A Michigan judge deemed this week that former President Donald Trump would remain on that state’s Republican primary ballot. The decision rejected a legal challenge citing the 14th Amendment, arguing that Trump was ineligible because of its ‘insurrection’ clause.
Michigan Court of Claims Judge James Redford made a similar decision as the Minnesota Supreme Court earlier this month. Despite the argument that Trump’s actions before the Jan. 6, 2021 protest were disqualifying, Redford disagreed.
Team Trump takes victory lap as Michigan dismisses 14th Amendment cases against candidacy | Just The News https://t.co/S2Z8eYbRZn
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“The judicial action of removing a candidate from the presidential ballot and prohibiting them from running essentially strips Congress of its ability to ‘by a vote of two-thirds of each House, remove such a disability,'” he wrote in his decision.
The judge wrote that the underlying question was a political one “that is nonjusticiable at the present time.”
“The question of whether Donald Trump is qualified or disqualified from appearing on the 2024 general election ballot in Michigan is not ripe for adjudication at this time,” he wrote.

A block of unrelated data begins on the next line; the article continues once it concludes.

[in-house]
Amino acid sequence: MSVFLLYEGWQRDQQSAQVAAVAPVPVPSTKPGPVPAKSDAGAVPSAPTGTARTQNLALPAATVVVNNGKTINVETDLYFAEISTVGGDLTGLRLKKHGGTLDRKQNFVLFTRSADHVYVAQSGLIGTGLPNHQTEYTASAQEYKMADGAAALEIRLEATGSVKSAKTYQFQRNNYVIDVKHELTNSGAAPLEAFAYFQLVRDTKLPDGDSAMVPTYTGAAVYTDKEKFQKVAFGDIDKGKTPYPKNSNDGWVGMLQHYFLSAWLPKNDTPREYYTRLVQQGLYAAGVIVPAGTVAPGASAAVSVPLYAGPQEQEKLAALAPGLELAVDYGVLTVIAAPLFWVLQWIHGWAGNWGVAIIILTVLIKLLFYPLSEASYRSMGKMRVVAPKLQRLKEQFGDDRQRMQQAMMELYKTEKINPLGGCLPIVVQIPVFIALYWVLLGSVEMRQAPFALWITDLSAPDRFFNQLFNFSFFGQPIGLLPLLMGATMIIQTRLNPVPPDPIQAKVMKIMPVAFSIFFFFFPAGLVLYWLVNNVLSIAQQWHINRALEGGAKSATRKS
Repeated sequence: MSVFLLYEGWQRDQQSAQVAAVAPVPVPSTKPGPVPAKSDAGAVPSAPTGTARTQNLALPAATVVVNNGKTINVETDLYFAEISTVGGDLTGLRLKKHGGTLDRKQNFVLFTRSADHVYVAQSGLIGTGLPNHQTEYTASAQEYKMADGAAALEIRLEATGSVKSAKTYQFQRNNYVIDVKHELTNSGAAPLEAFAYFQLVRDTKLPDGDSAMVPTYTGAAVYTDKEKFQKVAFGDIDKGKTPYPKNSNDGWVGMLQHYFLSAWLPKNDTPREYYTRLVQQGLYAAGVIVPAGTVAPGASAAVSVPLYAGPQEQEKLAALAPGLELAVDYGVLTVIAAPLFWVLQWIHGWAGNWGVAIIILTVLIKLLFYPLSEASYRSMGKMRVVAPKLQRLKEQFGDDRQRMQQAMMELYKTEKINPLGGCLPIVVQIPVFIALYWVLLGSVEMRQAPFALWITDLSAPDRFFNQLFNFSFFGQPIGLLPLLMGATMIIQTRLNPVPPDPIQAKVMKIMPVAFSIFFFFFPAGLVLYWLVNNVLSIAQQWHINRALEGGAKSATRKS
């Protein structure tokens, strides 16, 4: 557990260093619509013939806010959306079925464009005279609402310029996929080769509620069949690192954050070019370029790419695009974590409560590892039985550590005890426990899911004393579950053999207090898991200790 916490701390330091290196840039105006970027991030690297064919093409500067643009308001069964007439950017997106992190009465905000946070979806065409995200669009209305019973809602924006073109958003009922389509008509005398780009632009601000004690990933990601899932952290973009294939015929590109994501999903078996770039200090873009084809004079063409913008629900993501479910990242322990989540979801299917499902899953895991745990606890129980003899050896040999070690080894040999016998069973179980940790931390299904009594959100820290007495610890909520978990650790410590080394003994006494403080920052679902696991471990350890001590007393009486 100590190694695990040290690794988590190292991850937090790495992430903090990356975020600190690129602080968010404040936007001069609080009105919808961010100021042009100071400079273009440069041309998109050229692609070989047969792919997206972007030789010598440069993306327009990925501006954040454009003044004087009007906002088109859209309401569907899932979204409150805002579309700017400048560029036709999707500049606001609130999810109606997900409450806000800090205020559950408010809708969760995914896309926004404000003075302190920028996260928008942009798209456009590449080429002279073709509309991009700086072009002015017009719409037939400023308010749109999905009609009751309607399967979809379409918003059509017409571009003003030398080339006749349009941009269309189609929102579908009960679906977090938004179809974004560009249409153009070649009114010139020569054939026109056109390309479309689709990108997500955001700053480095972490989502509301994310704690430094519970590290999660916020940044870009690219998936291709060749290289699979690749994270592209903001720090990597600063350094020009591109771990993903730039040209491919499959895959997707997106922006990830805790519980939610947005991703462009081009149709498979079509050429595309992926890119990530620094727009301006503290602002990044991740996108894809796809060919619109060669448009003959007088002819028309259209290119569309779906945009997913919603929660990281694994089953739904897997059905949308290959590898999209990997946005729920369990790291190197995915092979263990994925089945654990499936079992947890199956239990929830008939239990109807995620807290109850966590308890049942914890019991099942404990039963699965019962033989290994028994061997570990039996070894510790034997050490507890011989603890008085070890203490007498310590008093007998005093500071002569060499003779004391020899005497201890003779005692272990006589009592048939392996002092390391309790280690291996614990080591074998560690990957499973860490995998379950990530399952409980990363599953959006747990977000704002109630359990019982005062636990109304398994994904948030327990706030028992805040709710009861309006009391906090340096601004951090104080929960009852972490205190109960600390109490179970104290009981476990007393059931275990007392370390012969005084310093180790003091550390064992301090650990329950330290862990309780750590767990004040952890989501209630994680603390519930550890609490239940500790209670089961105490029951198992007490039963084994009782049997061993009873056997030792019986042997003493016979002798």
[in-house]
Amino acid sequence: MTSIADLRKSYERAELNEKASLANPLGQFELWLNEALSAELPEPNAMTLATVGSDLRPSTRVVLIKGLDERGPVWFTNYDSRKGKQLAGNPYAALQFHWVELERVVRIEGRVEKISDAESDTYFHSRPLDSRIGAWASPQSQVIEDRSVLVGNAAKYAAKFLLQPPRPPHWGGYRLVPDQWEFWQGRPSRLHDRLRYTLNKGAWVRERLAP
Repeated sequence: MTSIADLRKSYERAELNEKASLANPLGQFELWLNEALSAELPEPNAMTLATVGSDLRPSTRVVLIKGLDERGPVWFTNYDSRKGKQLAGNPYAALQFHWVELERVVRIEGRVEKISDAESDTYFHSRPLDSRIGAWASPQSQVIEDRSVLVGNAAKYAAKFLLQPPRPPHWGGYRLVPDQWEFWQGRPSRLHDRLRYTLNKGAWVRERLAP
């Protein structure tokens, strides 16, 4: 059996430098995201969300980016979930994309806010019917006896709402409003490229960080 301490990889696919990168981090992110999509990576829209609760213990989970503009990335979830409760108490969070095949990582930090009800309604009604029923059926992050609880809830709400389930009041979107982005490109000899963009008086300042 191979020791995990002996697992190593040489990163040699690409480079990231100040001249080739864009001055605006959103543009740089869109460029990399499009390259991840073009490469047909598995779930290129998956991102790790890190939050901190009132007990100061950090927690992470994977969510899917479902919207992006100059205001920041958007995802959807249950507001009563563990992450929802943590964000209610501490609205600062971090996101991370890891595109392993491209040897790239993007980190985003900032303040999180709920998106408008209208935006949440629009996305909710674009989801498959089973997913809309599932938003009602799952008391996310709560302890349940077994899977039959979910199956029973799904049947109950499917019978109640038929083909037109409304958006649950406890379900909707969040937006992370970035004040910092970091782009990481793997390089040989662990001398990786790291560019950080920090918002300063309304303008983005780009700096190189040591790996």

In addition to the Michigan and Minnesota cases, Trump is facing litigation in Colorado attempting to keep him from the ballot.
The group Citizens for Responsibility and six private citizens filed the lawsuit against the former president.
Trump’s legal team filed a challenge to have the case dismissed, but it was denied by Judge Sarah B. Wallace.
Wallace was appointed to the bench last year by Colorado Gov. Jared Polis (D).
In addition, the Trump legal team questioned whether or not Wallace would be impartial in the trial. They cited Wallace’s 2022 $100 donation to a left-wing activism group that in part claims to work to “prevent violent insurrections.”
The effort by the Trump legal team to have Wallace recuse herself from the case was rejected.
Separately, the Minnesota Supreme Court determined that Trump was eligible for the Republican Party primary ballot and that his eligibility for the general election ballot was a separate issue.